BEIJING: China’s once searing box-office growth crashed in 2016, official data showed, as a weak crop of films and a cutback in subsidies caused a drastic slowdown in the world’s second-largest film market.
Ticket revenue grew 3.7 percent year-on-year to 45.7 billion yuan in 2016, a dramatic slowdown from 2015’s 48 percent expansion, according to official data from China’s State Administration of Press, Publication, Radio, Film and Television (SAPPRFT).
Hollywood has a keen eye on China’s potentially lucrative movie market, although access for its films is restricted.
But with China’s yuan currency weakening against the greenback over the course of the year, the overall performance was even worse in dollar terms, falling from $6.8 billion to $6.6 billion.
The overall number of Chinese cinema-goers rose 8.9 percent, and revenue from international films increased 10.9 percent, SAPPRFT said.
While it still grew faster than mature markets such as the United States, China disappointed forecasts it could become the world’s largest movie market as early as 2017.
“At least this year’s box office wasn’t zero or negative growth in the end,” a commentary posted on the website of one of SAPPRFT’s divisions said. “But this result, whether you’re a movie person or outside investors, none will be satisfied.”
Analysts have attributed the slowdown to a poor crop of domestic films, the end of growth-boosting ticket subsidies, and a crackdown on box office fraud.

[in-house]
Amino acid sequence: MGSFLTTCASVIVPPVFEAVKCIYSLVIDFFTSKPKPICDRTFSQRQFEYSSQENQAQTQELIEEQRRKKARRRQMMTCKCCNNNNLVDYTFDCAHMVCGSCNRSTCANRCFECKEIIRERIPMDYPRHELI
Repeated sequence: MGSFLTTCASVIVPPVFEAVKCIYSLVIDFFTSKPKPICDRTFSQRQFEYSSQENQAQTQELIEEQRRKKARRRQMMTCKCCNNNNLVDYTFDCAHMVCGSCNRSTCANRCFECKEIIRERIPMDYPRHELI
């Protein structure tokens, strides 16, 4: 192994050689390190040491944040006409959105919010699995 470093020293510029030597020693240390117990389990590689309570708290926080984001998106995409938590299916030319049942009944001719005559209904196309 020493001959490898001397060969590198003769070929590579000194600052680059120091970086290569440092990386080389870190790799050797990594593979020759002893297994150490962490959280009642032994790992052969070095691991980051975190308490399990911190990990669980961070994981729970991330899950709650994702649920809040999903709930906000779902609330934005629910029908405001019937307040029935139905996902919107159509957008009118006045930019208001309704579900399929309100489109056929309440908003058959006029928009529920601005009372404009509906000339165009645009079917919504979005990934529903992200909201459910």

Broader uncertainty surrounding China’s economic outlook may also have weighed on consumers’ willingness to splurge on movie-going.
Nevertheless, construction of movie theatres last year was robust, with 1,612 new cinemas built in China to bring the total number of screens to 41,179, more than any other country in the world, SAPPRFT said.
Booming box-office receipts have drawn Hollywood studios and a growing Chinese filmmaking industry into fierce competition for the Asian giant’s movie market, which PricewaterhouseCoopers has projected will rise to $8.9 billion in 2019 — outstripping the US.
In November China passed a restrictive and long-discussed film law banning content deemed harmful to the “dignity, honour and interests” of the People’s Republic and encouraging the promotion of “socialist core values”.
The new laws also propose fines for those who provide false box office sales data, a widespread problem as firms have been exposed pumping up ticket sales to generate marketing buzz.